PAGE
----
Sony, Philips to buy InterTrust for $453m

DRM giant

ComputerWire: IT Industry Intelligence

Sony Corp and Royal Philips Electronics NV are to jointly acquire InterTrust Technologies Corp for $453m, in an effort to protect future revenue streams under threat from the rise in web piracy, writes Tom Jowitt.

However, there has been immediate speculation that Microsoft Corp would step in with a counter bid, which was first mooted during InterTrust's restructuring in May. InterTrust has repeatedly pummeled the software giant with patent infringement lawsuits and these lawsuits were expanded to include both .NET and the Xbox. Now pretty much every piece of Microsoft platform software is a part of the lawsuit.

The crucial hearing, in which the judge determines the meaning of the patents, will happen early 2003. However, statements from Sony and Philips seem to indicate they may be more interested in licensing out the technology "on a fair and reasonable basis" than in continuing to pursue the lawsuit.

InterTrust develops software that prevents the unauthorized copying of digital content (such as music or films). It enables an operating system to authenticate software components and allows them to run based on certain rules. It also allows for the secure delivery of digital content, either business-to-business, or business-to-consumer. This type of technology is now recognized as vital for most media organizations that wish to protect their digital content in this post-Napster environment.

For the acquisition, Sony and Philips used the name of Fidelio Acquisition Company, LLC, a company formed by Sony Corporation of America (a subsidiary of Sony Corp), Royal Philips Electronics and certain other investors. It will pay $4.25 a share, a 26 per cent premium on Tuesday's closing price of $3.37 in Nasdaq trading.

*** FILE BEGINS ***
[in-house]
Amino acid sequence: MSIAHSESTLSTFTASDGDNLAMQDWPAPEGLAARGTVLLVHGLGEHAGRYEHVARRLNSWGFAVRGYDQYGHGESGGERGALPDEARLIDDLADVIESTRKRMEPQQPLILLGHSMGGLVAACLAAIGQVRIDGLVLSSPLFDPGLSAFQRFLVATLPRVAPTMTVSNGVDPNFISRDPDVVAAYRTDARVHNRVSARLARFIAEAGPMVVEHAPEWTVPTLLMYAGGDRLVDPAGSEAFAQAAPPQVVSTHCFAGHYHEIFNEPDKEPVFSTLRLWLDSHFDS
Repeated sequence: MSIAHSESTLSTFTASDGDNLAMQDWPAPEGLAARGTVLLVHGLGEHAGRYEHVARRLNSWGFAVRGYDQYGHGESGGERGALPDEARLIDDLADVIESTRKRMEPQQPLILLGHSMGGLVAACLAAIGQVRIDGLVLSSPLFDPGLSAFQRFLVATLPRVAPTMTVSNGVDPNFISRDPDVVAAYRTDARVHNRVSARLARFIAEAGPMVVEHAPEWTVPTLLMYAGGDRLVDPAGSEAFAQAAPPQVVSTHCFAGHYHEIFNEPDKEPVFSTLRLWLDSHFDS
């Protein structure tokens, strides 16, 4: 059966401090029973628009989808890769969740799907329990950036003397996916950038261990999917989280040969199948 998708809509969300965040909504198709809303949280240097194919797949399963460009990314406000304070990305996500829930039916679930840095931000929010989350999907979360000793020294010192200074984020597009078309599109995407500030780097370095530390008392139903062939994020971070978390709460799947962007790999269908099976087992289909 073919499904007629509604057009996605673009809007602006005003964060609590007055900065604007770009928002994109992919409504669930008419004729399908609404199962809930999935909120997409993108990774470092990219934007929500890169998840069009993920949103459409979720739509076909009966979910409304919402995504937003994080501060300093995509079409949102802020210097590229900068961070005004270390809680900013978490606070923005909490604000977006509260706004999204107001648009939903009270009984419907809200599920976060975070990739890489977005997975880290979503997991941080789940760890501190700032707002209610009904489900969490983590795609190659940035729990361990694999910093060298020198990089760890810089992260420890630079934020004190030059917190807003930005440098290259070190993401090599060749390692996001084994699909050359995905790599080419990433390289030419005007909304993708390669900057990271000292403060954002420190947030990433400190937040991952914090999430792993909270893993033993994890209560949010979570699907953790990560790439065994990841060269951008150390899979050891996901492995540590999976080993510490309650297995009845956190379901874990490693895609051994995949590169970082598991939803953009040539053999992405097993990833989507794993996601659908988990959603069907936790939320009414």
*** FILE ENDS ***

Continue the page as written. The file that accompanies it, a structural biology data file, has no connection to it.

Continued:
InterTrust's board of directors have unanimously approved the acquisition, and have agreed to tender all their shares of InterTrust common stock, representing approximately 20 per cent of the outstanding common stock, in favor of the transaction. The acquisition, which is subject to customary closing conditions, including regulatory approvals, is expected to close in early 2003.

Both Sony and Philips were keen to stress that the acquisition will allow wider access to InterTrust's key DRM intellectual property, and will allow them to offer a range of new services to consumers and businesses.

Until May 2002, InterTrust was a down-on-its-luck digital video software company that used to employ nearly 300 people. It then decided to become an intellectual property licensing company, and ditched new sales of its digital rights management products and laid off 70 per cent of its employees, leaving it with just 39 employees. In May, Sony agreed to pay InterTrust $28.5m plus royalties for its technology.

The Santa Clara, California-based company is a leading holder of intellectual property in Digital Rights Management (DRM), holding 26 US patents, with approximately 85 patent applications pending worldwide. Its patent portfolio covers software and hardware technologies that can be implemented in a broad range of products that use DRM, including digital media platforms, web services and enterprise infrastructure.

Web piracy is behind an expected 7 per cent fall in recorded music sales around the world this year. CD sales are expected to drop 5.4 percent, with cassette and LP sales declining even faster. In a recent music industry report, sales are expected to bottom out at £18bn ($28.5bn) in 2004 before growing again in 2005 when the industry adopts tougher controls on copying CDs and online file sharing. The report states that while the decline is not irreversible, urgent action is needed to limit the downloading and copying of music.

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